2. Mathematical Model and Methods of Computation

2.1. Mathematical Model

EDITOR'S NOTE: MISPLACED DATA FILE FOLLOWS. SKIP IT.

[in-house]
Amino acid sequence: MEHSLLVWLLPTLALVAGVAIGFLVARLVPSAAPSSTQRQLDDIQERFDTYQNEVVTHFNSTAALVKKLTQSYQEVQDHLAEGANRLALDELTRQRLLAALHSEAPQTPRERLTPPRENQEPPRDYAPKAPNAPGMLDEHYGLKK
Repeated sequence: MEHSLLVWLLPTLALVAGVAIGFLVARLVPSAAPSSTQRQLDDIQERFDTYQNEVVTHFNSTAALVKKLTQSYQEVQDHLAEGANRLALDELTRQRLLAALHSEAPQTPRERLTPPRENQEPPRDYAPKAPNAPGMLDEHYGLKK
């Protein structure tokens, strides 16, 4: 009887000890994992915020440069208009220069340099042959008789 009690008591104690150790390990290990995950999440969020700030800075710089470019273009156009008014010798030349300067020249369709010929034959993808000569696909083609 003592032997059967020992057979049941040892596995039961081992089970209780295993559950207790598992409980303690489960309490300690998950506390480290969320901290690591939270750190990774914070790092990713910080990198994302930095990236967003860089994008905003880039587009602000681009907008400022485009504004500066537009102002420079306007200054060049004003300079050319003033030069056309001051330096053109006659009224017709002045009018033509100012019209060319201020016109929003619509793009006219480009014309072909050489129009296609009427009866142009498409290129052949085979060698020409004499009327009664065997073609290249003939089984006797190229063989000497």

In this paper, we propose a reaction-diffusion system for excitable media to mimic cardiac electrical activities as reported in [37]. The model consists of two equations describing fast and slow dynamics of the system and it is given as follows: